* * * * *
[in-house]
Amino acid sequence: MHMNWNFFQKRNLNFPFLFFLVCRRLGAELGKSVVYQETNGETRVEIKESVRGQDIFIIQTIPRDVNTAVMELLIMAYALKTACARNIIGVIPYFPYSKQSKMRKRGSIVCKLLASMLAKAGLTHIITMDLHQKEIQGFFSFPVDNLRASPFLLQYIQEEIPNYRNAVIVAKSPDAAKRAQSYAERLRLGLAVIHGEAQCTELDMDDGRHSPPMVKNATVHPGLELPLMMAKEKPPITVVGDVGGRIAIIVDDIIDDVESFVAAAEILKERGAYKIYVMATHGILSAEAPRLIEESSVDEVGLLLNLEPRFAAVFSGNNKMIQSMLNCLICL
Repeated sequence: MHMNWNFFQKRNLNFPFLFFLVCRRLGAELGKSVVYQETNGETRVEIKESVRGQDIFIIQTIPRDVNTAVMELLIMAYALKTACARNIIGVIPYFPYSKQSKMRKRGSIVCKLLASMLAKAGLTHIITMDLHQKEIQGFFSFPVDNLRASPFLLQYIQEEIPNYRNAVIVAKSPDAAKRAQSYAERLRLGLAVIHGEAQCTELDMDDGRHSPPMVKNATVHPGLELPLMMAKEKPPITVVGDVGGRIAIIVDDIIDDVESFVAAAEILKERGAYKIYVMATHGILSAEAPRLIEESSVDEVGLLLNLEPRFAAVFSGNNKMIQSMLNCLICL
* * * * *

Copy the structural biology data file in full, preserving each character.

[in-house]
Amino acid sequence: MHMNWNFFQKRNLNFPFLFFLVCRRLGAELGKSVVYQETNGETRVEIKESVRGQDIFIIQTIPRDVNTAVMELLIMAYALKTACARNIIGVIPYFPYSKQSKMRKRGSIVCKLLASMLAKAGLTHIITMDLHQKEIQGFFSFPVDNLRASPFLLQYIQEEIPNYRNAVIVAKSPDAAKRAQSYAERLRLGLAVIHGEAQCTELDMDDGRHSPPMVKNATVHPGLELPLMMAKEKPPITVVGDVGGRIAIIVDDIIDDVESFVAAAEILKERGAYKIYVMATHGILSAEAPRLIEESSVDEVGLLLNLEPRFAAVFSGNNKMIQSMLNCLICL
Repeated sequence: MHMNWNFFQKRNLNFPFLFFLVCRRLGAELGKSVVYQETNGETRVEIKESVRGQDIFIIQTIPRDVNTAVMELLIMAYALKTACARNIIGVIPYFPYSKQSKMRKRGSIVCKLLASMLAKAGLTHIITMDLHQKEIQGFFSFPVDNLRASPFLLQYIQEEIPNYRNAVIVAKSPDAAKRAQSYAERLRLGLAVIHGEAQCTELDMDDGRHSPPMVKNATVHPGLELPLMMAKEKPPITVVGDVGGRIAIIVDDIIDDVESFVAAAEILKERGAYKIYVMATHGILSAEAPRLIEESSVDEVGLLLNLEPRFAAVFSGNNKMIQSMLNCLICL